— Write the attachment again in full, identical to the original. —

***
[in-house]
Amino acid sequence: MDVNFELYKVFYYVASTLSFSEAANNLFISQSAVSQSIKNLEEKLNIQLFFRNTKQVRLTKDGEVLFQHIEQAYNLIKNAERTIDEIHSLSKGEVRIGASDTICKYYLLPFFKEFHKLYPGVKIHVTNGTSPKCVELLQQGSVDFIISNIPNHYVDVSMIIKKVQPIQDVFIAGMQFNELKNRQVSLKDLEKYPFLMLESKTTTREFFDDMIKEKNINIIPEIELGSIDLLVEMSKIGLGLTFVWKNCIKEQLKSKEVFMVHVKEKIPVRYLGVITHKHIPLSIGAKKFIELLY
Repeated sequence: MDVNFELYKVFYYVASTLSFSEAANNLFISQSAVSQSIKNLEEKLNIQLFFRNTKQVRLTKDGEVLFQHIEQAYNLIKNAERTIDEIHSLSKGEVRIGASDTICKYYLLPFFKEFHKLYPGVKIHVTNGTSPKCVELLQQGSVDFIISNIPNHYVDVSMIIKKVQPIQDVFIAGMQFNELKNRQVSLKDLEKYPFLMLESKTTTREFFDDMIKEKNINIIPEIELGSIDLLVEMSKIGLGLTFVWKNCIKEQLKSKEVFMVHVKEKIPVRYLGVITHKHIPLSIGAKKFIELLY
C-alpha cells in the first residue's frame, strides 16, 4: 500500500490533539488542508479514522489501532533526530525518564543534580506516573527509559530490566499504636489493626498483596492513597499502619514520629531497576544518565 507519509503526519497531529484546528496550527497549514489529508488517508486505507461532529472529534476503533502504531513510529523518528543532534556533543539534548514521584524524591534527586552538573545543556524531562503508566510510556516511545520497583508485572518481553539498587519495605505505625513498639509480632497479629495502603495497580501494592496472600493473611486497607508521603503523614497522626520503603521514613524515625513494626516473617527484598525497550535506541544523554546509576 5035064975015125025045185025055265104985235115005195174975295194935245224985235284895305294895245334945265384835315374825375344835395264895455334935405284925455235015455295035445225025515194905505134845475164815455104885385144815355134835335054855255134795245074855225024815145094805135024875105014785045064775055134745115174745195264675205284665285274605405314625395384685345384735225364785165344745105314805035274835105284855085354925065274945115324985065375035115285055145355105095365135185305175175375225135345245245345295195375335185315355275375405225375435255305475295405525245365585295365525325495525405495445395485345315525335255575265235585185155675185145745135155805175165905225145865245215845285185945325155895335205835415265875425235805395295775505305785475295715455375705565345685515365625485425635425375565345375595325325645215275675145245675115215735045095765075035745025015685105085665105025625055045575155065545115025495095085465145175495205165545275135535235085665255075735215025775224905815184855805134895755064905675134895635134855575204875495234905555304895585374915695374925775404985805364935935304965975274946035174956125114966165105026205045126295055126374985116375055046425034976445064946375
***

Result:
[in-house]
Amino acid sequence: MDVNFELYKVFYYVASTLSFSEAANNLFISQSAVSQSIKNLEEKLNIQLFFRNTKQVRLTKDGEVLFQHIEQAYNLIKNAERTIDEIHSLSKGEVRIGASDTICKYYLLPFFKEFHKLYPGVKIHVTNGTSPKCVELLQQGSVDFIISNIPNHYVDVSMIIKKVQPIQDVFIAGMQFNELKNRQVSLKDLEKYPFLMLESKTTTREFFDDMIKEKNINIIPEIELGSIDLLVEMSKIGLGLTFVWKNCIKEQLKSKEVFMVHVKEKIPVRYLGVITHKHIPLSIGAKKFIELLY
Repeated sequence: MDVNFELYKVFYYVASTLSFSEAANNLFISQSAVSQSIKNLEEKLNIQLFFRNTKQVRLTKDGEVLFQHIEQAYNLIKNAERTIDEIHSLSKGEVRIGASDTICKYYLLPFFKEFHKLYPGVKIHVTNGTSPKCVELLQQGSVDFIISNIPNHYVDVSMIIKKVQPIQDVFIAGMQFNELKNRQVSLKDLEKYPFLMLESKTTTREFFDDMIKEKNINIIPEIELGSIDLLVEMSKIGLGLTFVWKNCIKEQLKSKEVFMVHVKEKIPVRYLGVITHKHIPLSIGAKKFIELLY
C-alpha cells in the first residue's frame, strides 16, 4: 500500500490533539488542508479514522489501532533526530525518564543534580506516573527509559530490566499504636489493626498483596492513597499502619514520629531497576544518565 507519509503526519497531529484546528496550527497549514489529508488517508486505507461532529472529534476503533502504531513510529523518528543532534556533543539534548514521584524524591534527586552538573545543556524531562503508566510510556516511545520497583508485572518481553539498587519495605505505625513498639509480632497479629495502603495497580501494592496472600493473611486497607508521603503523614497522626520503603521514613524515625513494626516473617527484598525497550535506541544523554546509576 5035064975015125025045185025055265104985235115005195174975295194935245224985235284895305294895245334945265384835315374825375344835395264895455334935405284925455235015455295035445225025515194905505134845475164815455104885385144815355134835335054855255134795245074855225024815145094805135024875105014785045064775055134745115174745195264675205284665285274605405314625395384685345384735225364785165344745105314805035274835105284855085354925065274945115324985065375035115285055145355105095365135185305175175375225135345245245345295195375335185315355275375405225375435255305475295405525245365585295365525325495525405495445395485345315525335255575265235585185155675185145745135155805175165905225145865245215845285185945325155895335205835415265875425235805395295775505305785475295715455375705565345685515365625485425635425375565345375595325325645215275675145245675115215735045095765075035745025015685105085665105025625055045575155065545115025495095085465145175495205165545275135535235085665255075735215025775224905815184855805134895755064905675134895635134855575204875495234905555304895585374915695374925775404985805364935935304965975274946035174956125114966165105026205045126295055126374985116375055046425034976445064946375